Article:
I read my mother’s suicide note for the first time at 36 years old while making chocolate chip protein pancakes for my daughter.
It was difficult to read — literally. It had been written on a hotel notepad 31 years ago and photographed as evidence after it was found. The photos sat in a filing cabinet until the case was closed, when the note was converted to microfiche. But I recently submitted a Freedom of Information Act request to the police department for my mother’s death investigation case file. Then, the note was printed on white copy paper and handed over to me.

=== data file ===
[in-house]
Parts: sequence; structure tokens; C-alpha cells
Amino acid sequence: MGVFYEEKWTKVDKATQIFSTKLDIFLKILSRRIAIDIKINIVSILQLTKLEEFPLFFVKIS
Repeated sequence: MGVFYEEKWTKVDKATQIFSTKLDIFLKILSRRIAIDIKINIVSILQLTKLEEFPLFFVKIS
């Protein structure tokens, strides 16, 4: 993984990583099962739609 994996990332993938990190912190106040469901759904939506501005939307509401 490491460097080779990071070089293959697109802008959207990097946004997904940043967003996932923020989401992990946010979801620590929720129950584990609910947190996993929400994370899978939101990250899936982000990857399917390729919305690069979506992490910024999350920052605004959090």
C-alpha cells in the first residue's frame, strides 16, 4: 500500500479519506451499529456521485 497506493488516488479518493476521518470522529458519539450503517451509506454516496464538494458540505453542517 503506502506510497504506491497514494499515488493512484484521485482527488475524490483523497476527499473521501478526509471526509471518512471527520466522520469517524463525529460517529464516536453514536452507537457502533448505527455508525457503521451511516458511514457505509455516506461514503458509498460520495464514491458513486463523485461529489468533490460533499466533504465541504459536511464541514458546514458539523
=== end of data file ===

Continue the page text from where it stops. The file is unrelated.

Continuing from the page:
At the kitchen counter, I turned to flip the pancakes and then flip through the file, reading about the housekeeper who found my mother’s body, the interviews that police conducted with my family, the medical examiner’s report. My daughter played with Lego bricks at the kitchen table. I had planned to wait until she went to school to read the report, but the compulsion to learn about my mother’s death after all those years proved an overwhelming draw.
My mother died when I was 5 years old and my sister 2. I was told at the time that my mother had a “brain disease.” I suppose that was the way a professional had advised my dad to explain mental illness to a child as young as I was. I remember being in kindergarten with the school social worker and drawing a pink, blobby brain shape with a graphite gray spot on it.